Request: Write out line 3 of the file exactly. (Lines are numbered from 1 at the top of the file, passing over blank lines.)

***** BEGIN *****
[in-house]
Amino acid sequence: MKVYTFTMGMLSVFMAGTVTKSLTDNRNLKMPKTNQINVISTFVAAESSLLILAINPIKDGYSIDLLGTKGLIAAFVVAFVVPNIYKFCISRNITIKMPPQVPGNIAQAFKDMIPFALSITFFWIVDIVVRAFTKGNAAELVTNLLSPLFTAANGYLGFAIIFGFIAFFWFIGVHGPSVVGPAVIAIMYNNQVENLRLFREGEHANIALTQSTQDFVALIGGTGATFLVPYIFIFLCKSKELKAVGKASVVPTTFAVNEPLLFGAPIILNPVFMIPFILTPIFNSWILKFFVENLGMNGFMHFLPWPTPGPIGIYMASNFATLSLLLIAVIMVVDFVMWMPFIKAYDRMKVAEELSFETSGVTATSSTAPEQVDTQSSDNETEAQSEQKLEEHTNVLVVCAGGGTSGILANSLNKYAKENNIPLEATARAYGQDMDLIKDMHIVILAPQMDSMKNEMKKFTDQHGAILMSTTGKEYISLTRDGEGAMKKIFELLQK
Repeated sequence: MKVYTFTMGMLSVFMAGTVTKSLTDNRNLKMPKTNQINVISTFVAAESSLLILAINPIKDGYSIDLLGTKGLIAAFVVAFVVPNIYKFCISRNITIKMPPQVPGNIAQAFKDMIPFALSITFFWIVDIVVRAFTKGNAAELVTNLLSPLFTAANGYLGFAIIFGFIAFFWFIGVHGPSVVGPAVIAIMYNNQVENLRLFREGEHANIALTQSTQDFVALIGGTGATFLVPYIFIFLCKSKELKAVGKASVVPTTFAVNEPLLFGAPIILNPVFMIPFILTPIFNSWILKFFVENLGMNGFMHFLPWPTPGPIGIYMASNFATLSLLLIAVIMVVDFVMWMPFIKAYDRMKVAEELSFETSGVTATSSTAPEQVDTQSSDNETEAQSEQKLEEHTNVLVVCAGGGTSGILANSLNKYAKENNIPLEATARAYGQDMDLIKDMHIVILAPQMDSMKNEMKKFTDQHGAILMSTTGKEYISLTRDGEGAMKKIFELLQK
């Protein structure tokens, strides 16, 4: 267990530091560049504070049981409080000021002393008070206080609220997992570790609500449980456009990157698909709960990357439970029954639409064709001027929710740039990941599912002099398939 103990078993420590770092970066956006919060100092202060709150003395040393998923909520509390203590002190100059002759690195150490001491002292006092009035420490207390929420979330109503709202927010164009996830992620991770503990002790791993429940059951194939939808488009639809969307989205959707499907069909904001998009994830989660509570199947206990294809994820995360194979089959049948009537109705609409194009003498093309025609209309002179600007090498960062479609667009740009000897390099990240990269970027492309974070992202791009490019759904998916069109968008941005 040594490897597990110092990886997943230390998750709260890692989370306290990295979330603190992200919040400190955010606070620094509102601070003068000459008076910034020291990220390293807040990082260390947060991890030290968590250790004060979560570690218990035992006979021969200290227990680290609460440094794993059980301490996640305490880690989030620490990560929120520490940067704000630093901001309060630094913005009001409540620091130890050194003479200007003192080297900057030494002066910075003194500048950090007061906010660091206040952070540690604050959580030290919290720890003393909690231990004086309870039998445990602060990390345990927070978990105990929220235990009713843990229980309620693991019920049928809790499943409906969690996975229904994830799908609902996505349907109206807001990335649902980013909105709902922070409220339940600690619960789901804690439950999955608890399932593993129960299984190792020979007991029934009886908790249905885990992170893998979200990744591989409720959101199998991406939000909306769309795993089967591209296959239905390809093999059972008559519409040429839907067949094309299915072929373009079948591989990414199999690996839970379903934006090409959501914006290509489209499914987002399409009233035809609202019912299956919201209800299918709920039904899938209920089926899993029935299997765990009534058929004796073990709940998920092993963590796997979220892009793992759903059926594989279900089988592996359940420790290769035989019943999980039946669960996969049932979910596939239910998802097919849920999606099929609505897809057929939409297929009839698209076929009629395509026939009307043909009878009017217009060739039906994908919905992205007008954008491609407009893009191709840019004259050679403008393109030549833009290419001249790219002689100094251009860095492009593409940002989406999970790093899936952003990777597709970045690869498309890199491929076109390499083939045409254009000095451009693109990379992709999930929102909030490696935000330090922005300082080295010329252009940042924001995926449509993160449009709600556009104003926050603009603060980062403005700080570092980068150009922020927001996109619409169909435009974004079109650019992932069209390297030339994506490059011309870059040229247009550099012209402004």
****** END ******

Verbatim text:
Repeated sequence: MKVYTFTMGMLSVFMAGTVTKSLTDNRNLKMPKTNQINVISTFVAAESSLLILAINPIKDGYSIDLLGTKGLIAAFVVAFVVPNIYKFCISRNITIKMPPQVPGNIAQAFKDMIPFALSITFFWIVDIVVRAFTKGNAAELVTNLLSPLFTAANGYLGFAIIFGFIAFFWFIGVHGPSVVGPAVIAIMYNNQVENLRLFREGEHANIALTQSTQDFVALIGGTGATFLVPYIFIFLCKSKELKAVGKASVVPTTFAVNEPLLFGAPIILNPVFMIPFILTPIFNSWILKFFVENLGMNGFMHFLPWPTPGPIGIYMASNFATLSLLLIAVIMVVDFVMWMPFIKAYDRMKVAEELSFETSGVTATSSTAPEQVDTQSSDNETEAQSEQKLEEHTNVLVVCAGGGTSGILANSLNKYAKENNIPLEATARAYGQDMDLIKDMHIVILAPQMDSMKNEMKKFTDQHGAILMSTTGKEYISLTRDGEGAMKKIFELLQK